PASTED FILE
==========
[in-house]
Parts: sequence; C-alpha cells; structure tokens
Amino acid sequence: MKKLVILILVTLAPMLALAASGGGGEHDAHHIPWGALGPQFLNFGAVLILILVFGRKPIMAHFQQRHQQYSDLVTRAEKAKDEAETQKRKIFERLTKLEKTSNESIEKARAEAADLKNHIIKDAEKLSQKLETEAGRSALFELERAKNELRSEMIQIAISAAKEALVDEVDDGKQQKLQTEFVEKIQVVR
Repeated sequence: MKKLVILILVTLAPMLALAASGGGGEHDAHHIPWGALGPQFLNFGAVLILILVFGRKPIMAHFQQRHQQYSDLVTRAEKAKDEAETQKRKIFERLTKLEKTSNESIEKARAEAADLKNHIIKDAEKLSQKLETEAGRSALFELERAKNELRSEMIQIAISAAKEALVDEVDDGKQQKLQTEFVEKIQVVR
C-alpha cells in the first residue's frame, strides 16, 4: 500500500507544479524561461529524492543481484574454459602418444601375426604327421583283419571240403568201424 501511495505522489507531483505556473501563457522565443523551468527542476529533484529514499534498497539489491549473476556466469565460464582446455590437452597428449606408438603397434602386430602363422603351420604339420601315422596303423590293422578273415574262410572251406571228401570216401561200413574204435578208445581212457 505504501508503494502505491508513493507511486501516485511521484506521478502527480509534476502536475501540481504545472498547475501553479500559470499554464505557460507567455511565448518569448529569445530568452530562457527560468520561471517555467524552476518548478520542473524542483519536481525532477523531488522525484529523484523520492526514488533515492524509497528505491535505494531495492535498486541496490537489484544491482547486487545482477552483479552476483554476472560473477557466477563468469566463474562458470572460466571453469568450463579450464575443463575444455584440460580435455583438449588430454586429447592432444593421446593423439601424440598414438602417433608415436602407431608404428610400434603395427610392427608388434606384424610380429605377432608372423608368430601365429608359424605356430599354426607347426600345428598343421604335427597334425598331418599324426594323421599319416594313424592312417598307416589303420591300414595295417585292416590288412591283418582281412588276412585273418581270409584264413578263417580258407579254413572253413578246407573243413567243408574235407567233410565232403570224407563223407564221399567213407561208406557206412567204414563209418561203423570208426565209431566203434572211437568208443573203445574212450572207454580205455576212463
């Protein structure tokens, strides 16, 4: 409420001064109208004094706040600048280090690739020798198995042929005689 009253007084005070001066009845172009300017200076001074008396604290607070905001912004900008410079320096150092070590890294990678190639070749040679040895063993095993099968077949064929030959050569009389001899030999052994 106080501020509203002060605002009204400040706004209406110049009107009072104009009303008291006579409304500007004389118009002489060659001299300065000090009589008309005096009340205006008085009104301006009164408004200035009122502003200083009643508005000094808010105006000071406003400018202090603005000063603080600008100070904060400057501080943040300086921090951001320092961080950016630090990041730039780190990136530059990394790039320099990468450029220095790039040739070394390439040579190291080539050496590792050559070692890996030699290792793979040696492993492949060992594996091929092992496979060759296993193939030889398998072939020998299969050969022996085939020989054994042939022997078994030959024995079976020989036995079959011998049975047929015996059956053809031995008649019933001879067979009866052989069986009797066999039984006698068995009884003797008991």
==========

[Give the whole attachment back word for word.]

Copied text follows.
[in-house]
Parts: sequence; C-alpha cells; structure tokens
Amino acid sequence: MKKLVILILVTLAPMLALAASGGGGEHDAHHIPWGALGPQFLNFGAVLILILVFGRKPIMAHFQQRHQQYSDLVTRAEKAKDEAETQKRKIFERLTKLEKTSNESIEKARAEAADLKNHIIKDAEKLSQKLETEAGRSALFELERAKNELRSEMIQIAISAAKEALVDEVDDGKQQKLQTEFVEKIQVVR
Repeated sequence: MKKLVILILVTLAPMLALAASGGGGEHDAHHIPWGALGPQFLNFGAVLILILVFGRKPIMAHFQQRHQQYSDLVTRAEKAKDEAETQKRKIFERLTKLEKTSNESIEKARAEAADLKNHIIKDAEKLSQKLETEAGRSALFELERAKNELRSEMIQIAISAAKEALVDEVDDGKQQKLQTEFVEKIQVVR
C-alpha cells in the first residue's frame, strides 16, 4: 500500500507544479524561461529524492543481484574454459602418444601375426604327421583283419571240403568201424 501511495505522489507531483505556473501563457522565443523551468527542476529533484529514499534498497539489491549473476556466469565460464582446455590437452597428449606408438603397434602386430602363422603351420604339420601315422596303423590293422578273415574262410572251406571228401570216401561200413574204435578208445581212457 505504501508503494502505491508513493507511486501516485511521484506521478502527480509534476502536475501540481504545472498547475501553479500559470499554464505557460507567455511565448518569448529569445530568452530562457527560468520561471517555467524552476518548478520542473524542483519536481525532477523531488522525484529523484523520492526514488533515492524509497528505491535505494531495492535498486541496490537489484544491482547486487545482477552483479552476483554476472560473477557466477563468469566463474562458470572460466571453469568450463579450464575443463575444455584440460580435455583438449588430454586429447592432444593421446593423439601424440598414438602417433608415436602407431608404428610400434603395427610392427608388434606384424610380429605377432608372423608368430601365429608359424605356430599354426607347426600345428598343421604335427597334425598331418599324426594323421599319416594313424592312417598307416589303420591300414595295417585292416590288412591283418582281412588276412585273418581270409584264413578263417580258407579254413572253413578246407573243413567243408574235407567233410565232403570224407563223407564221399567213407561208406557206412567204414563209418561203423570208426565209431566203434572211437568208443573203445574212450572207454580205455576212463
């Protein structure tokens, strides 16, 4: 409420001064109208004094706040600048280090690739020798198995042929005689 009253007084005070001066009845172009300017200076001074008396604290607070905001912004900008410079320096150092070590890294990678190639070749040679040895063993095993099968077949064929030959050569009389001899030999052994 106080501020509203002060605002009204400040706004209406110049009107009072104009009303008291006579409304500007004389118009002489060659001299300065000090009589008309005096009340205006008085009104301006009164408004200035009122502003200083009643508005000094808010105006000071406003400018202090603005000063603080600008100070904060400057501080943040300086921090951001320092961080950016630090990041730039780190990136530059990394790039320099990468450029220095790039040739070394390439040579190291080539050496590792050559070692890996030699290792793979040696492993492949060992594996091929092992496979060759296993193939030889398998072939020998299969050969022996085939020989054994042939022997078994030959024995079976020989036995079959011998049975047929015996059956053809031995008649019933001879067979009866052989069986009797066999039984006698068995009884003797008991």